METEOROLOGIST JERRY TAFT DIES IN HIS SLEEP AT AGE 77
Jerry Taft was a household name in Chicago, a beloved meteorologist for more than 40 years, with 33 of those years at ABC 7-Chicago.
Even more so than his love for the weather, always staying up to date on the latest technology, Mr. Taft’s colleagues and friends will remember him for his sense of humor and one-of-a-kind laugh.
“We used to tease him and say it was a squeaky giggle,” said Ron Magers, 75, who worked with Mr. Taft for much of his career. “What people usually heard was him trying to stifle it because he was really cracking up on the air.”
Mr. Taft died in his sleep Thursday night. He was 77.
Meteorology came as a second career for Mr. Taft, after serving in the Air Force, including a stint in Vietnam. He could have stayed in the Air Force and gone on to have a comfortable retirement, but Magers said when Mr. Taft set his mind to something — even becoming a television weatherman — he did it. He was “guided by his own inner feelings,” Magers said.
After an initial television stint in San Antonio, Mr. Taft moved to Chicago to work for WMAQ, Chicago’s NBC affiliate. He switched over to ABC 7 after seven years, where he spent the remainder of his career, and he was also the Sun-Times meteorologist for a time.
ABC 7 meteorologist Larry Mowry said he’ll always remember the stories Mr. Taft told in the weather center. He’d reminisce on the old days in TV news, flying in Vietnam and meeting baseball star Mickey Mantle, Mowry said in an email.
“I’ll never forget him telling me, ‘It’s about the connection,’” Mowry said. “The connection to the viewers and the connection to your coworkers. You can’t fake that.”
ABC 7 reporter Roz Varon met Mr. Taft when she was a senior at Columbia College, doing promotions for a country radio station at the time. Varon said Mr. Taft was “already a legend” in 1980, but after just a couple of minutes talking with him, Varon realized there was nothing to be intimated about.
Less than a decade later, Varon found herself working with Mr. Taft, who answered any of her questions about working on television and never made her feel nervous. He’d remind her that “this isn’t brain surgery — it’s TV news,” Varon said, and if something went wrong while delivering the news, she should not dwell on it.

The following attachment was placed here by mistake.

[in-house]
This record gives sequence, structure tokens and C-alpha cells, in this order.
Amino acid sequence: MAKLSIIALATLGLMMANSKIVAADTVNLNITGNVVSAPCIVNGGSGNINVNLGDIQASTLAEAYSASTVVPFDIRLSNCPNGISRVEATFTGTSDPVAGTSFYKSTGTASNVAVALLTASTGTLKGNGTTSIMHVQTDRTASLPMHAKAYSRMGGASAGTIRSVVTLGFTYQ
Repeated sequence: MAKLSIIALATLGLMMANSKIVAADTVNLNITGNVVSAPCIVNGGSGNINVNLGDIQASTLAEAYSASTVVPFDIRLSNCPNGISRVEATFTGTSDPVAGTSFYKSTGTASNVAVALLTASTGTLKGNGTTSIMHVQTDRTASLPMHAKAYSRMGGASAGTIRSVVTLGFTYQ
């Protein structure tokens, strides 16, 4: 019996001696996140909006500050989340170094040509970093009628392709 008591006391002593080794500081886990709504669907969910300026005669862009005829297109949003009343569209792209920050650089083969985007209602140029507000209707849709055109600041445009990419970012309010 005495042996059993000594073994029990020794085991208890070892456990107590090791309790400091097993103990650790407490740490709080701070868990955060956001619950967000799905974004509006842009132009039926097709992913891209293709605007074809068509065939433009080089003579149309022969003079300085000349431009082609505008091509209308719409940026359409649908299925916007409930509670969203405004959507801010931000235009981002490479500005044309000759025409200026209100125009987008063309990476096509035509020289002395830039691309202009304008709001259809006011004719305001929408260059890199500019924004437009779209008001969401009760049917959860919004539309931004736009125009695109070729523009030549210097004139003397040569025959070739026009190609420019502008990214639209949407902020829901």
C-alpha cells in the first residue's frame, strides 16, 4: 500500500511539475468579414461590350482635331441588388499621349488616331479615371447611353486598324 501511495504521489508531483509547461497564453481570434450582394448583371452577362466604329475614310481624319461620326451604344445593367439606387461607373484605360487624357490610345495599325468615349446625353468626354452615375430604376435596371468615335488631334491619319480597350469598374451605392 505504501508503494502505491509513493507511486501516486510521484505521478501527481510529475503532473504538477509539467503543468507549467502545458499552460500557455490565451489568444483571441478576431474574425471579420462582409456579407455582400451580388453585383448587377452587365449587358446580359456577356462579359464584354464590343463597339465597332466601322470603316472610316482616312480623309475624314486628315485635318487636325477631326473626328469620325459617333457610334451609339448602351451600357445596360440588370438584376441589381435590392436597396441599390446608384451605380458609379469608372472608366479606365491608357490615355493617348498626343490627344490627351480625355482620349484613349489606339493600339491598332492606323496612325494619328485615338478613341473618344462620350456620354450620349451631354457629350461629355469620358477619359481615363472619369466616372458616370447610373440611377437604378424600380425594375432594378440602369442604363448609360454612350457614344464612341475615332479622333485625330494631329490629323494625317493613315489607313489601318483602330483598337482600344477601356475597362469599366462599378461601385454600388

Still, Varon said Mr. Taft took his work seriously. He knew his craft well and stayed on the cutting edge of weather-related technology, but he would deliver information in a way that wasn’t pretentious, she said.
“He was one of the good ones,” Varon said. “He’s going to be missed by a lot of people. They don’t make them like that anymore.”
On and off the camera, good humor and contagious laughter followed Mr. Taft, his coworkers said. When he was the butt of the joke often marked the times Mr. Taft laughed the hardest, Varon said.
He taught everyone at ABC 7 the value of being able to laugh at themselves, John Idler, the station’s president and general manager, said in a statement. Mayor Lori Lightfoot called Mr. Taft a “class act” in a tweet.
Mr. Taft gave his time to Chicago charities, and he’d always engage with viewers when he made public appearances, said ABC 7 meteorologist Tracy Butler.
When a thought popped into Mr. Taft’s mind, he couldn’t help but say it, Magers said, making him one of the most honest people Magers
“What you saw with the Jerry on the air every day was the real Jerry,” Magers said. “He was very genuine.”
Magers and Mr. Taft would often escape between newscasts to grab a quick, and often unhealthy, bite to eat. Those quiet moments, talking about family or friends, are memories Magers will hold on to, he said. The pair would also frequent the golf course — Magers said Mr. Taft scored eight or nine holes-in-one over his lifetime, including three while Magers was with him.
Mr. Taft retired in January 2018 to spend more time with family and on the golf course, passing the cold, winter months near Naples, Florida. He dabbled in crock pot cooking and occasionally worked as an Uber driver.
“His life could’ve been a best-selling novel,” said Mark Giangreco, an ABC 7 sports anchor and longtime friend of Mr. Taft’s. “We laughed so hard together we cried. That’s what I’ll miss the most.”
Mr. Taft is survived by his wife, Shana, and children Skylar, Storm, Dana and Jay.
WASHINGTON — Safety regulators issued an emergency order directing airlines to inspect and if necessary replace a critical engine part on popular Boeing 737 jets after four reports of engines shutting down during flights.
The Federal Aviation Administration said Friday that its order affected about 2,000 twin-engine passenger jets in the United States.
The FAA said operators must inspect any 737 that has been parked for at least seven days or been flown fewer than 11 times since being returned to service. That’s because of reports that certain engine valves can become stuck in the open position.
Corrosion of the valves on both engines could lead to a complete loss of power without the ability to restart the engines, forcing pilots to land somewhere other than an airport, the FAA said in the order, dated Thursday.
Chicago-based Boeing Co. said that with planes being stored or used less often during the coronavirus pandemic, “the valve can be more susceptible to corrosion.” The company said it is providing inspection and parts-replacement help to airplane owners.
The FAA did not provide details about the four cases of engine shutdowns.
Colleagues say Jerry Taft, a meteorologist for 33 years at ABC 7-Chicago, had a one-of-a-kind laugh.